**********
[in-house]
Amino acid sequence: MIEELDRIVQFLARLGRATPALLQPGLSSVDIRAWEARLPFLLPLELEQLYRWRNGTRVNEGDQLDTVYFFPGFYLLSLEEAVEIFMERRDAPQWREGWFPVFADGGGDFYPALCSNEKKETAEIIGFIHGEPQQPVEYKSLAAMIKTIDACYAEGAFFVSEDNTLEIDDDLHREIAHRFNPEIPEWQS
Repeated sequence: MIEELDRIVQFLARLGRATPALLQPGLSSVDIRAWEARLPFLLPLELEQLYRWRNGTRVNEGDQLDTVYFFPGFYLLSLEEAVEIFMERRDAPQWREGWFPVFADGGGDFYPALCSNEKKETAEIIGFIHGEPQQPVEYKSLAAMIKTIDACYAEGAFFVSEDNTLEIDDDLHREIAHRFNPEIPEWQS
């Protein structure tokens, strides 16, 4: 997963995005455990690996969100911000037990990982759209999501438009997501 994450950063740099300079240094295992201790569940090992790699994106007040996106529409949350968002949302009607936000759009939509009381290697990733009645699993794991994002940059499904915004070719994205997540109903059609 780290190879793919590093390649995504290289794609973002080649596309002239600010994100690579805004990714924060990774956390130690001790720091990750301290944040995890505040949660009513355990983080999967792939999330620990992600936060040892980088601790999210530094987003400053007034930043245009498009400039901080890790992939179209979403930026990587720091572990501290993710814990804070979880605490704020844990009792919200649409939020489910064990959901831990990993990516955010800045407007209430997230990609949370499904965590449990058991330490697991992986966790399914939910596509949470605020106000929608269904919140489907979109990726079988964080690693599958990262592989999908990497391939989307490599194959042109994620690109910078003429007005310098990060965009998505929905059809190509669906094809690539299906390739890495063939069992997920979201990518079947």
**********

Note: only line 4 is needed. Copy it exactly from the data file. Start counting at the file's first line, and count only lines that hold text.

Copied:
């Protein structure tokens, strides 16, 4: 997963995005455990690996969100911000037990990982759209999501438009997501 994450950063740099300079240094295992201790569940090992790699994106007040996106529409949350968002949302009607936000759009939509009381290697990733009645699993794991994002940059499904915004070719994205997540109903059609 780290190879793919590093390649995504290289794609973002080649596309002239600010994100690579805004990714924060990774956390130690001790720091990750301290944040995890505040949660009513355990983080999967792939999330620990992600936060040892980088601790999210530094987003400053007034930043245009498009400039901080890790992939179209979403930026990587720091572990501290993710814990804070979880605490704020844990009792919200649409939020489910064990959901831990990993990516955010800045407007209430997230990609949370499904965590449990058991330490697991992986966790399914939910596509949470605020106000929608269904919140489907979109990726079988964080690693599958990262592989999908990497391939989307490599194959042109994620690109910078003429007005310098990060965009998505929905059809190509669906094809690539299906390739890495063939069992997920979201990518079947």